The integration process in DataRobot is designed for people who might not have heard much of CI/CD, and as such it does not offer real CI/CD pipelines. Instead, newly trained models are sent to DataRobot MLOps, and an admin can check and approve the new models directly from the UI. Externally developed models can be imported into the DataRobot platform via a code wrapper in Python. Thus, users can make use of DataRobot MLOps. There is no built-in feature store, but you can achieve very basic functionality by saving and sharing Spark SQL queries as part of the DataRobot UI. Models can be stored in the model registry and shared with other people. However, it is not possible to easily export models for usage outside of DataRobot.
Domino comes with a deep Git integration. This makes it easy to run standard Git CI/CD features. For example, you can create different branches and assign reviewers to your changes. However, Domino offers neither a built-in CI/CD process nor an integrated testing framework. Thus, all CI/CD steps must be covered by additional tools and services outside of Domino to enable a complete CI/CD process. Unlike DataRobot, Domino allows to export models as Docker images and run them outside of Domino. There is again no built-in feature store, but external integration is possible. Since Domino has no model store either, users need to do the logging of model artifact metadata manually.
Retraining models is where it gets tricky in DataRobot. If you want to retrain a model on new data, you need to go back to the experimentation zone, open your model from the model registry and manually re-run it. As continuous retraining is crucial when industrializing models, this is a point in which DataRobot certainly has room for improvement. Monitoring functionalities are well covered, and when your models behave unexpectedly, you can visualize all important metrics and create custom notification rules via DataRobot MLOps. The only thing that is missing in terms of monitoring is a comprehensive logging.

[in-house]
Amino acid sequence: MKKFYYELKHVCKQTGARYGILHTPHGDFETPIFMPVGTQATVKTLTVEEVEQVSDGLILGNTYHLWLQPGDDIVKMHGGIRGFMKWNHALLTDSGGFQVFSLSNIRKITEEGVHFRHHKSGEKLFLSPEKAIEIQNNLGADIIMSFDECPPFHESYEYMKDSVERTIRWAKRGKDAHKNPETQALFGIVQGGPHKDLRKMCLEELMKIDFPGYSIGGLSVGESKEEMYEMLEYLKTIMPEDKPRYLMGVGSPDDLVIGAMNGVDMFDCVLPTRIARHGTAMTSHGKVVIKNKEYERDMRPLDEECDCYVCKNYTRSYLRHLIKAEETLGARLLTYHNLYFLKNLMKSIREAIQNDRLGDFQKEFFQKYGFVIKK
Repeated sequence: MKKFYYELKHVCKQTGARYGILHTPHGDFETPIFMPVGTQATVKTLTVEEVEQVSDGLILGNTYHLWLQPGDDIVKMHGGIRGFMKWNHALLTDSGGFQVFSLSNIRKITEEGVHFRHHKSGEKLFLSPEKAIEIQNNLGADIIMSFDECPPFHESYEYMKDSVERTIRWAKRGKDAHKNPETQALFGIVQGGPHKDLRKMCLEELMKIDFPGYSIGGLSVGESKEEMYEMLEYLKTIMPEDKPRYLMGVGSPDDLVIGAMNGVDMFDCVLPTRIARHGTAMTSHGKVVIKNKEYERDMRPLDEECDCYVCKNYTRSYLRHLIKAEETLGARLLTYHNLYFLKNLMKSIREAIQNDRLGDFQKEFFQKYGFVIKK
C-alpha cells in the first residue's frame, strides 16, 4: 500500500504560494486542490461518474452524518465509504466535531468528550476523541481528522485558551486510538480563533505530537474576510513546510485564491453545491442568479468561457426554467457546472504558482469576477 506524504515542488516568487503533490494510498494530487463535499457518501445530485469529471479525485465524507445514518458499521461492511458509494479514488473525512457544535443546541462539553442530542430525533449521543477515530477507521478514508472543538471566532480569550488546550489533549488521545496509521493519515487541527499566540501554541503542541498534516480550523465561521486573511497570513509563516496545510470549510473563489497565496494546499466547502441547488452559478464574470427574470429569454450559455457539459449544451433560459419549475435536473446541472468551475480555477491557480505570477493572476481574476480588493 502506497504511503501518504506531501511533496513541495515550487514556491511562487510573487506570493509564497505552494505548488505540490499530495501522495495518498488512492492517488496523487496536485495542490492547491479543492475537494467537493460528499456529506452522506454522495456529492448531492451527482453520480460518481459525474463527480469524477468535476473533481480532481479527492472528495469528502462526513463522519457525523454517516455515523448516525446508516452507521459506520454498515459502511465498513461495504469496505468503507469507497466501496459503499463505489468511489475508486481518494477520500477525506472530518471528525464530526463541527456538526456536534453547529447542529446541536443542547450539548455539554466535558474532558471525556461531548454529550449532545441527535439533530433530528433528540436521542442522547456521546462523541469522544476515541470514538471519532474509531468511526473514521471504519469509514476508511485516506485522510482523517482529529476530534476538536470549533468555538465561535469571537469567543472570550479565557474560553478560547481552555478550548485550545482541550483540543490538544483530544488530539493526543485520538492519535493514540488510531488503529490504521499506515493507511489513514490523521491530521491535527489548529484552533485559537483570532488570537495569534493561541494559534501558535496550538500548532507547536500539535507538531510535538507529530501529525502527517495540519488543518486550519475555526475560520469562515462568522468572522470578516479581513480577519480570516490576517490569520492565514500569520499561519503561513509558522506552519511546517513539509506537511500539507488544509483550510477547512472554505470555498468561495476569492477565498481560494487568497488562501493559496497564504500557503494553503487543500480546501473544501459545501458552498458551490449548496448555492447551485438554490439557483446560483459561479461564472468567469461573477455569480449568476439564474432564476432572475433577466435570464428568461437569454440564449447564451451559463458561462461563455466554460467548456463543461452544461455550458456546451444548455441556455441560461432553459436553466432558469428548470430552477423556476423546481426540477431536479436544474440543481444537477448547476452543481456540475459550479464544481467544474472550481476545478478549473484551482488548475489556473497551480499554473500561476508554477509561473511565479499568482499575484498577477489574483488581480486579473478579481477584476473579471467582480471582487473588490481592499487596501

Domino does not come with a fully automated retraining feature either, but it is easy to schedule a notebook or script for continuous retraining. The industrialization zone shows that Domino is made for engineering-heavy developers and data scientists. You can implement all necessities for retraining and validating models, but you should not expect a one-click solution. For instance, you can code validation steps into your script and let them be executed every time a model is trained. Model monitoring and logging is possible in Domino, but unlike in DataRobot, there are no built-in dashboards to show the performance of your models.
To bring your models from DataRobot to the outside world, you can deploy them as a REST API. There is also an option to create very basic web apps, but they are mainly used for scoring models. One highlight of DataRobot is the so-called challenger mode in which different models can be run against each other to compare the performance and check if a new model is better than a baseline model. Containerization is still in beta mode, and although you might see progress in that field soon, you should not rely on containerized models yet. To present results, DataRobot offers an integration with Tableau, Alteryx as well as Excel. The REST APIs can be integrated into any code to include the models in custom-built software solutions.
Models from Domino can also be deployed as REST APIs or web apps. One advantage of Domino is the built-in containerization. Every environment comes as a Docker container that is automatically versioned by the platform and can easily be shared and used as a microservice outside of Domino. A feature that is still missing is an easy-to-use testing framework. There is no built-in tool for either A/B testing or canary releases in Domino.
In this article, Dataiku and H2O Driverless AI & MLOps are put to the test.
The two platforms presented in this article both offer good solutions to easily build and test machine learning models and, more importantly, to scale and industrialize them. When it comes to choosing one platform over the other, it is all about your preferred approach to building models: